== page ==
What is a Parish Council?
Parish Councils are the lowest tier of government in England. Despite the name, they have no formal links to the church. The Parish Council is responsible for a 'parish' - a relatively small area enclosing one community. If the community is sufficiently large, the council may be called a Town Council. In some small parishes (e.g. Preston Bagot) there is no Parish Council, just an annual Parish Meeting.
The next tier above Parish Councils is the District Council (in our case, Stratford on Avon District Council) which covers a much wider area, and above that comes Warwickshire County Council. Funding of Parish Councils, and their limited range of services, is via a "precept" which is added to the annual District/County Council plus Police and Fire Authority charges and collected by the District Council from residents as the Council Tax.
What does a Parish Council do?
Parish Councils have a number of legal powers defined by various statutory provisions (e.g. Local Government Act 1972; Parish Councils Act 1957; Road Traffic Regulation Act 1984; etc). Their main role is to exert influence on the decisions of District and County Councils. They are consulted on local Planning Applications, Highway/Road Safety issues, long term planning and wider community involvement strategies. 'Parish Appraisals' and 'Parish Plans', initiated by Parish Councils, are specifically intended to guide the higher authorities in relation to their decisions affecting the local community.
In our case, the Parish Council is directly responsible for providing the following services to the village:-
- Bus Shelters, and their maintenance
- Street Lighting, and its maintenance
- Maintenance of the land around the Village Hall (including Car Parks), Village Notice Boards, etc
- Maintaining/Improving the land at Pound Field (now officially registered as a 'Village Green')
- Provision of Grit/Salt bins at strategic points
- Supporting the maintenance of village burial grounds
- Insuring the use of play equipment at the school for the benefit of the wider community
- Grants to support local voluntary groups/associations
- Planting trees/shrubs to enhance the surroundings and to commemorate key events
- Commenting on all Planning Applications and making appropriate representations to the Area Planning Committee
- Providing a focus within the village for action/representations on key issues
- Organising 'Parish Appraisals/Plans', and acting on their recommendations
When does the Council meet, and where?
The Parish Council meets every month usually on the last Monday of the month at 6.30p.m. All meetings are held in Wootton Wawen Village Hall. An annual 'Parish Assembly' is held in April to enable residents to hear reports from all organisations active in the village and provide an opportunity for discussions on topics of general interest. The Annual Meeting of the Parish Council is held in May.
All meetings are open to the general public and views on matters of interest are encouraged at the start and at the conclusion of the meeting. Members of the public cannot take part in the actual Council meeting. Both our District Councillors and our County Councillor are usually present to report on matters of interest/importance, and to follow up - with their respective Councils - issues identified by the Parish Council. Occasionally, Council officials or representatives from other bodies linked to Local Government will attend to report on selected matters of importance to the village.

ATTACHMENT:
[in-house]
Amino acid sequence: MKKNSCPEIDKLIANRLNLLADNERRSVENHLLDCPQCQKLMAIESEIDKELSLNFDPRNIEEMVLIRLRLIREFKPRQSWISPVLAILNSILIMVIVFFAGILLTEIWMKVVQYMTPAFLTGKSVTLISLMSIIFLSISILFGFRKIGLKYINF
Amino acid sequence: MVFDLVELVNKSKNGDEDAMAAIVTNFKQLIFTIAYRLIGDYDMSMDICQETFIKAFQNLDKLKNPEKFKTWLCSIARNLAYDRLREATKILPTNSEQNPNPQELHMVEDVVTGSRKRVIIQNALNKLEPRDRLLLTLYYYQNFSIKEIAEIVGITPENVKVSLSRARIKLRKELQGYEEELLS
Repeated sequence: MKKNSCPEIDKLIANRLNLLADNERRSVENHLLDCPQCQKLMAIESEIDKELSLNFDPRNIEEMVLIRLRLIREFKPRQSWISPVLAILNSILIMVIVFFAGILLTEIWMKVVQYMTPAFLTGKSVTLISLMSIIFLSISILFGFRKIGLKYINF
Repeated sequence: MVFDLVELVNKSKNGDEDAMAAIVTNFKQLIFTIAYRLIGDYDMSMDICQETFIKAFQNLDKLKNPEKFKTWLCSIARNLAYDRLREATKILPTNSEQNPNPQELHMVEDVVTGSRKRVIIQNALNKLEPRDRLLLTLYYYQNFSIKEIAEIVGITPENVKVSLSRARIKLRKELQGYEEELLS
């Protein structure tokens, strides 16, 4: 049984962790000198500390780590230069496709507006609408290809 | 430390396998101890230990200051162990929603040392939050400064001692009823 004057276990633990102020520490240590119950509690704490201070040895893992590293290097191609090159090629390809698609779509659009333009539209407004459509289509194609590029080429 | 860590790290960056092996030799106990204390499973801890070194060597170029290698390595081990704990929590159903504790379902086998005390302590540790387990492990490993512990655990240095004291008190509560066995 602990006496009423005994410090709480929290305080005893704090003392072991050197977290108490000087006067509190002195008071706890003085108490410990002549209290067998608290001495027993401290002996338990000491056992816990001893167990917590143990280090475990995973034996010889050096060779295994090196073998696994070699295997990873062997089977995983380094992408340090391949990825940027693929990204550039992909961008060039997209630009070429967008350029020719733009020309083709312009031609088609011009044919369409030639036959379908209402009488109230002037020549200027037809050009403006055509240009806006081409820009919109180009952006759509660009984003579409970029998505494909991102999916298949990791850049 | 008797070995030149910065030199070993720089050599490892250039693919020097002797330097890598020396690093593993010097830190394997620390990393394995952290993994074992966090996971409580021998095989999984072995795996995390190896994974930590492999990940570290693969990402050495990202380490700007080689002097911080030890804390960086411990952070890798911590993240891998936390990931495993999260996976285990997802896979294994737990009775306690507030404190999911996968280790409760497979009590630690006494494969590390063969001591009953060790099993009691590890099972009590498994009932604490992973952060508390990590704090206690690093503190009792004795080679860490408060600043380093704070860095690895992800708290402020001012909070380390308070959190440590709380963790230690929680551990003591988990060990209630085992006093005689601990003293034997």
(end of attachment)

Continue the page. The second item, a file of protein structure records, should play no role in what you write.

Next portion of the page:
Who are the Parish Councillors and how do I contact them?
Parish Councillors are all volunteers, elected to serve for four years. However, only if there are more candidates standing for election than there are seats on the Council, will an election be held. The names, addresses, telephone numbers and e-mail contact details of the current Parish Councillors and the Clerk to the Council can be found here. They are all available to help and assist in any Parish related matters. The Councillors are all bound by the new 'Code of Conduct' developed by the "Standards Board for England" under the instructions of the "Department of Transport and Local Regions", which came into force in May 2002. The purpose of the code is to ensure all in public office conduct themselves in a responsible way, with respect, with impartiality, without compromise, discrimination, or conflict of interest.
How do I find out what has been agreed at Parish Council Meetings?
You will find minutes of meetings here and on the notice board in the Village Hall. Minutes cannot be published until approved (as a true record of the particular meeting) at the following Parish Council or Planning meeting.
The "Freedom of Information Act 2000", which came fully into force in 2003, gives a general right of access to all types of 'recorded' information held by public authorities. The Parish Council has two main obligations under the Act - to produce/agree to a 'publication scheme' (effectively a guide to what information they hold which is publicly available), and how to deal with requests for information. Our Council decided in January 2003 to adopt the Model Publication Scheme to provide information in core classes. Any requests for information should be made in writing to the Clerk and a charge of 10p. per A4 sheet supplied will be levied.